While not a generally accepted best practice, it is nearly universally true that Finance (and many other) professionals do a great amount of work in Microsoft Excel and then move data to a Business Intelligence tool like a dashboard or a planning application. As such, Excel is the staging area for the data that ends up running the company. Along the way users share spreadsheets with coworkers to view and edit, thereby creating multiple versions of the same data in overworked workbooks—which leads inevitably to getting “caught in the messy middle.”
The messy middle is the part of a process or project where things start becoming chaotic. It’s the frustrating part where there is no clear path between points A and B. How does data move from an ERP to a dashboard? How does the regional sales plan add up to the corporate financial plan? Apart from ballyhooed data transformation, ETL and other such processes, Finance staff needs to put “hands on” the data, to work it up before it gets to Point B. Most of the time people turn to Excel to patch the missing pieces of the puzzle.
While Excel may work for the short term, it often causes greater damage over time. The messy middle is where mistakes happen. Overtyping a formula, referencing the wrong cell, misdirecting a linked workbook—making a mistake in Excel is as natural as going from one workbook to a dozen versions of that same workbook. Ending up with linked workbooks is an inevitability…and so, sadly, are errors and the amount of time lost to finding and correcting them. Consequently, the messy middle is where financial analysts become clerks of Excel instead of using their skills to do the analytics, they were hired to do.
Why do we keep using Excel? Why must we waste so much time in the messy middle? Is Excel the real problem and what other options do we have?
As we see it, this messy middle in no way implicates Excel as the cause of the problems that businesses encounter. We should be very respectful of both Excel’s capabilities and the skills that people have developed in Excel. The fact that Excel, a personal productivity tool, is utilized in the messy middle is testimony to the product’s strength, essentially as a “hack” for a better process. Over the years so many people have become Excel experts, leveraging the product’s flexibility to do what we cannot do in the systems that we have. Blaming the tool that has provided us so much more than what it was intended for does not seem fair, right?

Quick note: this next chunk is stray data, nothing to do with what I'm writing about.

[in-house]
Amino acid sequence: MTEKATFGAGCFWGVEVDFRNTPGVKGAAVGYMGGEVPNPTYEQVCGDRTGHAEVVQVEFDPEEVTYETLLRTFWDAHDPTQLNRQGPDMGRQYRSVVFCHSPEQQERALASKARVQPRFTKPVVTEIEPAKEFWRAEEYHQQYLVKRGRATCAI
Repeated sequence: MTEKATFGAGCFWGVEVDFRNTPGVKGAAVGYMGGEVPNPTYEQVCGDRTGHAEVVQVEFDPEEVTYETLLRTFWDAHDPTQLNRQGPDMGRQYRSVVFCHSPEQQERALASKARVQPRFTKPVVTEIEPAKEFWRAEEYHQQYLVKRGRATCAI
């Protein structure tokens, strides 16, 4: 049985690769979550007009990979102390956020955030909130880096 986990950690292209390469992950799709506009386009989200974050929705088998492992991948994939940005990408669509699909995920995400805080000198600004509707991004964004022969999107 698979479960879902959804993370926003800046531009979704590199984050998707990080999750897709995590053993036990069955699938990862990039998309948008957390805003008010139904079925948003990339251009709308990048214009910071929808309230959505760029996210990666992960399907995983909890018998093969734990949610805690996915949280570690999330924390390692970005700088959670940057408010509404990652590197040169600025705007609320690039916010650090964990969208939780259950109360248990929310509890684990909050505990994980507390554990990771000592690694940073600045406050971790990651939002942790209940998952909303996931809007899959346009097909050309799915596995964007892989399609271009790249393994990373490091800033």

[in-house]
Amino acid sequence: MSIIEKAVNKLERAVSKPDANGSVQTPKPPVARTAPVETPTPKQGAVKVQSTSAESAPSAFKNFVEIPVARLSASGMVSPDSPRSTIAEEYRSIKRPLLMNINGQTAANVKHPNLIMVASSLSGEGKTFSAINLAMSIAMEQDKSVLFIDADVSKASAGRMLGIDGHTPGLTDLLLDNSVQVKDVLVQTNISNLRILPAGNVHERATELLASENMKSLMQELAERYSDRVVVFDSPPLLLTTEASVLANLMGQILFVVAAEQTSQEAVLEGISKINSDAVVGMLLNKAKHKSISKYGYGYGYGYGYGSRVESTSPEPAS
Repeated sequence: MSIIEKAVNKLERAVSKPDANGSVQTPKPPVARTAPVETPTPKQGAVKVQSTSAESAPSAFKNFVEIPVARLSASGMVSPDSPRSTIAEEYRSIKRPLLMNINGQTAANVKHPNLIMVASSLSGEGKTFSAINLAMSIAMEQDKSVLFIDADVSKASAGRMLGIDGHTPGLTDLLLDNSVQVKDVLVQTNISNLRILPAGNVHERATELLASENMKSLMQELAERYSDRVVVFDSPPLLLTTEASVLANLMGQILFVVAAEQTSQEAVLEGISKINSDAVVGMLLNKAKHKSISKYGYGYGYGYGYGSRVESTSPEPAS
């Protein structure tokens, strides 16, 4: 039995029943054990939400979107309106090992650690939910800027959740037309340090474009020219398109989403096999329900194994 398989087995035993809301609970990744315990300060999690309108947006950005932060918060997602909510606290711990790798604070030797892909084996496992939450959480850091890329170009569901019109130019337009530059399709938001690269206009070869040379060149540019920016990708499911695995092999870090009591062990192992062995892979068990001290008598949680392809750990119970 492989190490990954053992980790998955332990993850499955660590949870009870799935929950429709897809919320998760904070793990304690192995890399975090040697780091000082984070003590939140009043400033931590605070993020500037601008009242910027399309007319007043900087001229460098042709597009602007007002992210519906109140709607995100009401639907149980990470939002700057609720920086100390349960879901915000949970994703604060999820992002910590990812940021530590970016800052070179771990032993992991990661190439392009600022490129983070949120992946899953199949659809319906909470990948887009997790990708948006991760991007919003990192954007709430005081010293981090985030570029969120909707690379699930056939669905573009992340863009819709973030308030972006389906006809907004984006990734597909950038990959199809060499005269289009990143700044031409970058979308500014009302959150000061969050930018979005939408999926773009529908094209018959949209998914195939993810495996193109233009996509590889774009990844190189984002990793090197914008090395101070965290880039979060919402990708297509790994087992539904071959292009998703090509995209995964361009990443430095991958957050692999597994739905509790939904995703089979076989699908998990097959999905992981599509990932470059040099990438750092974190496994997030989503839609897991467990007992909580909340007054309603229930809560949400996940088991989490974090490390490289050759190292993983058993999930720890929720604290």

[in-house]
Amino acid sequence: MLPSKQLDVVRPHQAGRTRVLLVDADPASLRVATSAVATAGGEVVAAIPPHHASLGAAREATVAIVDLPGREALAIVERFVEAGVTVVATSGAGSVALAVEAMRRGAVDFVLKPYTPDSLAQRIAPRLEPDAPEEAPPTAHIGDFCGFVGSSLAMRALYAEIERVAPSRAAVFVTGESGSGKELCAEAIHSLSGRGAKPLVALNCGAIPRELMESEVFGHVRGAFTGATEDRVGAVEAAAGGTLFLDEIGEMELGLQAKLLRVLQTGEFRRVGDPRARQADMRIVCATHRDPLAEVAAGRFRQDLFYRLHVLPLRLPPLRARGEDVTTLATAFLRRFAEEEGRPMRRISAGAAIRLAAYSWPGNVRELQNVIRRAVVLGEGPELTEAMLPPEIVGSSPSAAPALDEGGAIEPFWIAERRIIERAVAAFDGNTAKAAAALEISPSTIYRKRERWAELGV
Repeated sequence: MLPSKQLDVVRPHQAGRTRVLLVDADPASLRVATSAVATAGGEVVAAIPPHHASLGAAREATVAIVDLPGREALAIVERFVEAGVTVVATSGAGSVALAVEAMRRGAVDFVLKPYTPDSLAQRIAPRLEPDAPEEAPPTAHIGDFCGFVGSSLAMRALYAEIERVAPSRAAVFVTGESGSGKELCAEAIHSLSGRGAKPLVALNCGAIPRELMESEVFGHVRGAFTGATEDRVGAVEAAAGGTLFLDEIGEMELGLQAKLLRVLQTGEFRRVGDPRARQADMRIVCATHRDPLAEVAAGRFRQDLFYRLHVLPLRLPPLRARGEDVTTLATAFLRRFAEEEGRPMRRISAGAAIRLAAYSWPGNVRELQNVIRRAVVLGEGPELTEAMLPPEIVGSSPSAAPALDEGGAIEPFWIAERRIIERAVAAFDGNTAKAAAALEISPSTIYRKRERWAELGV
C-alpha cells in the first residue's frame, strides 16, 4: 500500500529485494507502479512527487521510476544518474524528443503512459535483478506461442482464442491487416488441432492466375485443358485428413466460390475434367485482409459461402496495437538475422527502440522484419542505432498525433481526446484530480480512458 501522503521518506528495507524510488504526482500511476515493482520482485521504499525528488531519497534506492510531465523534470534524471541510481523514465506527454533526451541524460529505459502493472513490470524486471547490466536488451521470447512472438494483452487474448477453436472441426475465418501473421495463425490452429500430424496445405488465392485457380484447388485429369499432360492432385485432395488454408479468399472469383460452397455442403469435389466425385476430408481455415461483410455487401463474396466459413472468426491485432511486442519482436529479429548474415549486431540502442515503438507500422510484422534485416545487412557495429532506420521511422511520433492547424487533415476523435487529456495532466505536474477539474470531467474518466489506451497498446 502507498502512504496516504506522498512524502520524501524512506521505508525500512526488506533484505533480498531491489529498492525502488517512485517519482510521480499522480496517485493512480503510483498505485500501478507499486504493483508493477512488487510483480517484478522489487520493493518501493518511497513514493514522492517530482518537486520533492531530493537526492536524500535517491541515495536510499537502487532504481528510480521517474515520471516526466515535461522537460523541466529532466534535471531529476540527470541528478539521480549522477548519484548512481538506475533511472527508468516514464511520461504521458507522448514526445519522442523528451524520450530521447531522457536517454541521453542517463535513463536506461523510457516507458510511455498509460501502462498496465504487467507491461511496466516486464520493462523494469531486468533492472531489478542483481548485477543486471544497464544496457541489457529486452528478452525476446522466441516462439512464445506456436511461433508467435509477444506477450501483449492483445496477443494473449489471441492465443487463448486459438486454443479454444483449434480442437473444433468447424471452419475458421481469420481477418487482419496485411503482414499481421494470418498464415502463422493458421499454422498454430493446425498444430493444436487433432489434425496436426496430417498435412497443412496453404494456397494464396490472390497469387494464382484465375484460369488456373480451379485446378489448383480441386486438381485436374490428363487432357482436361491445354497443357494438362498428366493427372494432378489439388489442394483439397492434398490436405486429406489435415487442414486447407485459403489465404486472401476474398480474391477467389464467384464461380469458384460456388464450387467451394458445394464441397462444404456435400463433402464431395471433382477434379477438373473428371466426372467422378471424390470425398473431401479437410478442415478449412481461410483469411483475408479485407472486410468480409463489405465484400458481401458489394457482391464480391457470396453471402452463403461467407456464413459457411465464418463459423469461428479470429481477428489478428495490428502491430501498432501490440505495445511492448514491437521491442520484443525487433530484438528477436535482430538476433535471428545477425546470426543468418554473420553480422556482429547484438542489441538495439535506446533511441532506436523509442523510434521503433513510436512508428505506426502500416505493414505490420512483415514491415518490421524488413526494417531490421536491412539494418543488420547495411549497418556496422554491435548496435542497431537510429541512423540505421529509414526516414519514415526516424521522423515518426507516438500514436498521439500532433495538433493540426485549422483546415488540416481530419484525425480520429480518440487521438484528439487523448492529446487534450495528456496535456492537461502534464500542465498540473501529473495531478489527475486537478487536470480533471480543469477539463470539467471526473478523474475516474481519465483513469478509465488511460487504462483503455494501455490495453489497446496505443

Rather, the middle remains messy because firms are forced to use Excel as a means to an end, i.e., to get from Point A to Point B—all for want of a better solution.
If there were a streamlined process to get data from your ERP to a familiar end-user tools (a dashboard, a web page—and Excel itself!), the messy middle would not exist. And we are not simply speaking about a simple mass data transfer, but a streamlined process that handles the “hands on” manipulations that users do presently in Excel. The reality is that very few companies have this type of streamlined processes sorted out, much less have the envisioned what it should do for them. So even large organizations, despite having spent thousands of dollars on systems, still fall back on the ol’ reliable Excel.
If we hypothesize what a streamlined, no-longer-messy-middle process would handle, we believe it would include the following:
1. Multidimensional modeling: In a typical Excel spreadsheet, data is generally modeled in two dimensions (rows and columns). Well and good…but we need an environment that can handle business rules and calculations most efficiently, across all the dimensions of a business. Thus, 1st Qtr could be defined once, and be true by Year, by Account, by Entity, by Department, by Region, by Currency…and so on.
2. Dynamism: This would include efficiencies in the “data in” process (data coming from Point A); the internal calculation capabilities (the modeling “engine”), and; the delivery of results in a dashboard, on web page or in Excel itself.
3. Collaboration: This would provide for any number of colleagues to work together, dynamically connected (see above, point 2) to a shared model (see above, point 1) from each person’s front end. Any user accessing the same model, situated anywhere in the world, could enter a number and “share” results (the entry itself and all resulting calculations) nearly instantaneously with all other users. Roll-ups would immediately available to top managers, who could equally quickly drill down to detail entries.
Our slogan could be:
“Digital Finance Transformation with PowerExcel” (and without the messy middle!)